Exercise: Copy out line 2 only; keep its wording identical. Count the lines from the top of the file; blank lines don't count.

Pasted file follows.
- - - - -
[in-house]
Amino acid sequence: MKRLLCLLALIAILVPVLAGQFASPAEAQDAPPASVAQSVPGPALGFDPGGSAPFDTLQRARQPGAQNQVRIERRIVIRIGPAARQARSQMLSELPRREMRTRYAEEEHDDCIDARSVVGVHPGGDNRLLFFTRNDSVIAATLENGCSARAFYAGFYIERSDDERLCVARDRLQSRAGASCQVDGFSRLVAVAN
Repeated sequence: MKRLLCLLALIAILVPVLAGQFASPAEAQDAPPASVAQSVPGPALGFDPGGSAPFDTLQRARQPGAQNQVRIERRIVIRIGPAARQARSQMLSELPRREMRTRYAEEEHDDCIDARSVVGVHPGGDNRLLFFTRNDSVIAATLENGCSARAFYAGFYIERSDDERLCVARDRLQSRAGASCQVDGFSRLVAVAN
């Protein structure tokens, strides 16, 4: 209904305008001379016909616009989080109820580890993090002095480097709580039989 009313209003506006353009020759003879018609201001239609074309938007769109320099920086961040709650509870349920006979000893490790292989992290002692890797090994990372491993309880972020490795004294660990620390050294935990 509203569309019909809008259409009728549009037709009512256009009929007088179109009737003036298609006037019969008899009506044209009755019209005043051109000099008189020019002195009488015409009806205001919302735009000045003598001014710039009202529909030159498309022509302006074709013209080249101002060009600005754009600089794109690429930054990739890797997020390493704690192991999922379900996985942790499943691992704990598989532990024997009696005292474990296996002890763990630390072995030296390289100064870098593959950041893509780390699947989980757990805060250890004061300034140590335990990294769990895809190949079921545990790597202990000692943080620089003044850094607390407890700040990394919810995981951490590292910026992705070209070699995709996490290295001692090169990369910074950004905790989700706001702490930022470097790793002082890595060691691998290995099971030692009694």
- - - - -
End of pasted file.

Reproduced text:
Amino acid sequence: MKRLLCLLALIAILVPVLAGQFASPAEAQDAPPASVAQSVPGPALGFDPGGSAPFDTLQRARQPGAQNQVRIERRIVIRIGPAARQARSQMLSELPRREMRTRYAEEEHDDCIDARSVVGVHPGGDNRLLFFTRNDSVIAATLENGCSARAFYAGFYIERSDDERLCVARDRLQSRAGASCQVDGFSRLVAVAN